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Tuesday, March 25, 2014

Sections 138 and 141 of the Negotiable Instruments Act, 1881 - failure of complainant to plead - Directors, Manager, Secretary or other officers of the company for arraying as accused there must be specific pleadings that the accused were in charge of and responsible for the conduct of the business of the company - High court rightly quashed the complaint = Mannalal Chamaria & Anr. ....Appellants Versus State of West Bengal and Anr. ...Respondents = 2014 (March.Part) judis.nic.in/supremecourt/filename=41331

  Sections  138  and  141 of    the    Negotiable    Instruments    Act,    1881  - failure of complainant to plead  - Directors,  Manager, Secretary or other officers of the company for arraying as accused there must be specific pleadings that the accused were in charge of and  responsible for the conduct of the business of the company - High court rightly quashed the complaint =

 failure (and consequential effect) of Pradip Sarkar  to
specifically state in  his  complaint  filed  under  Sections  138  and  141
 of    the    Negotiable    Instruments    Act,    1881    that    the appellants/accused  persons  were  in  charge   of   and   responsible   for the  conduct  of  the  business  of  M/s.  Heritage  Herbs  Ltd.  of  which they were said to be Directors.=

 Insofar  as  the  first
complaint is concerned, the  appellants  were  not  even  made  parties  and
therefore there is no question of any allegations being  made  against  them
in that complaint.  
As far as the second complaint is  concerned,  the  only
allegation made is to be  found  in  paragraph  6  thereof  which  reads  as
follows:-
            “That in this context your petitioner refers to  the  provisions
            of Section 141 of the Negotiable Instrument Act,  where  it  has
            been specifically stated that if the  offender  is  the  company
            then the person who at the time of the offence was committed was
            in charge of and was responsible to the company for the  conduct
            of the  business  of  the  company,  other  Directors,  Manager,
            Secretary or other officers of the company shall  be  guilty  of
            the  offence,  unless  the  persons  referred  to  above   prove
            otherwise, as per the saving clause of  the  said  section.   In
            section 5  of  the  Companies  Act,  also  made  those  officers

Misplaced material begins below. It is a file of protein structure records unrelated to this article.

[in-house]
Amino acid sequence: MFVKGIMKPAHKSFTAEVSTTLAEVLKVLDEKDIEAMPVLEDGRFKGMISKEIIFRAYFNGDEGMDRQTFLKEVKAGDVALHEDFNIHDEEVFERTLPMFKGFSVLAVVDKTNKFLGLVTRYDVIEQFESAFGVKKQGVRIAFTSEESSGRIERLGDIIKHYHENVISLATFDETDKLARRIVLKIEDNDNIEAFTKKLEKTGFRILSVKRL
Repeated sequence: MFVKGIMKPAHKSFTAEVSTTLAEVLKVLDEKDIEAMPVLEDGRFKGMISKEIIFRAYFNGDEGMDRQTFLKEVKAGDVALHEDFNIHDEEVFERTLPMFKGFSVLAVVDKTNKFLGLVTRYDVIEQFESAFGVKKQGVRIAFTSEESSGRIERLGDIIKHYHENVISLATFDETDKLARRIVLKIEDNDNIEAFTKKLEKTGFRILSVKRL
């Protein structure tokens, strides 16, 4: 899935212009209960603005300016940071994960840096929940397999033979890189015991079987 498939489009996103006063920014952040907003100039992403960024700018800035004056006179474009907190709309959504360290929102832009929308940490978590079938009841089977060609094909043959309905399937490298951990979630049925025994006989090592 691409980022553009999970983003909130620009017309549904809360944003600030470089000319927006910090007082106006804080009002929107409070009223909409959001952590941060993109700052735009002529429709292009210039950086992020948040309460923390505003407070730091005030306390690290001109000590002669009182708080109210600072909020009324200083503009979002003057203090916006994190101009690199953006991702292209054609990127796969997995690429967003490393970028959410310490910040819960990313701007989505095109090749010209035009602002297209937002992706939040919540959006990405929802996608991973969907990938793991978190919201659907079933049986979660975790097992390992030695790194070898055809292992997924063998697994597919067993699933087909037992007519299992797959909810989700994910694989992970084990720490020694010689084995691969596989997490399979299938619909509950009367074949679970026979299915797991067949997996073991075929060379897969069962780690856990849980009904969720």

responsible for crime committed by the company.”

   The law on the subject  is  now  very  well-settled  by  a  series  of
decisions rendered by this Court and it  is  not  necessary  to  repeat  the
views expressed time and again.  Suffice it to say, that the  law  has  once
again been stated in 

A.K.Singhania  vs.  Gujarat  State  Fertilizer  Company Ltd.[1] to the effect that 
it is necessary for a  complainant  to  state  in
the complaint that the person accused was in charge of and  responsible  for
the conduct of the business of the company.  Although,  no  particular  form
for making such an allegation is prescribed, and it may not be necessary  to
reproduce the language of Section 138 of  the  Negotiable  Instruments  Act,
1881, but a reading of the complaint should show that the substance  of  the
accusation  discloses  that  the  accused  person  was  in  charge  of   and
responsible for the conduct of the business of the company at  the  relevant
time.  
From the averment made in the complaint, which is  reproduced  above,
it can safely  be  said  that  there  is  no  specific  or  even  a  general
allegation made against the appellants.
10.   Under  these  circumstances,  the  complaint  against  the  appellants
deserves dismissal.  A contrary view taken  by  the  High  Court  cannot  be
accepted.  Accordingly, the appeals are allowed and the order passed by  the
High Court is set aside.

2014 (March.Part) judis.nic.in/supremecourt/filename=41331

                                                          NON-REPORTABLE
                        IN THE SUPREME COURT OF INDIA

                       CRIMINAL APPELLATE JURISDICTION

                       CRIMINAL APPEAL NO. 213 OF 2006

Mannalal Chamaria & Anr.                                 ....Appellants

                                   Versus

State of West Bengal   and Anr                             ....Respondents

                                    WITH

                       CRIMINAL APPEAL NO. 215 OF 2006

                                     AND

                       CRIMINAL APPEAL NO. 217 OF 2006


                               J U D G M E N T

Madan B. Lokur, J.

1.    The question  arising  for  consideration  in  these  appeals  relates
      to the alleged failure (and consequential effect) of Pradip Sarkar  to
specifically state in  his  complaint  filed  under  Sections  138  and  141
       of    the    Negotiable    Instruments    Act,    1881    that    the
appellants/accused  persons  were  in  charge   of   and   responsible   for
the  conduct  of  the  business  of  M/s.  Heritage  Herbs  Ltd.  of   which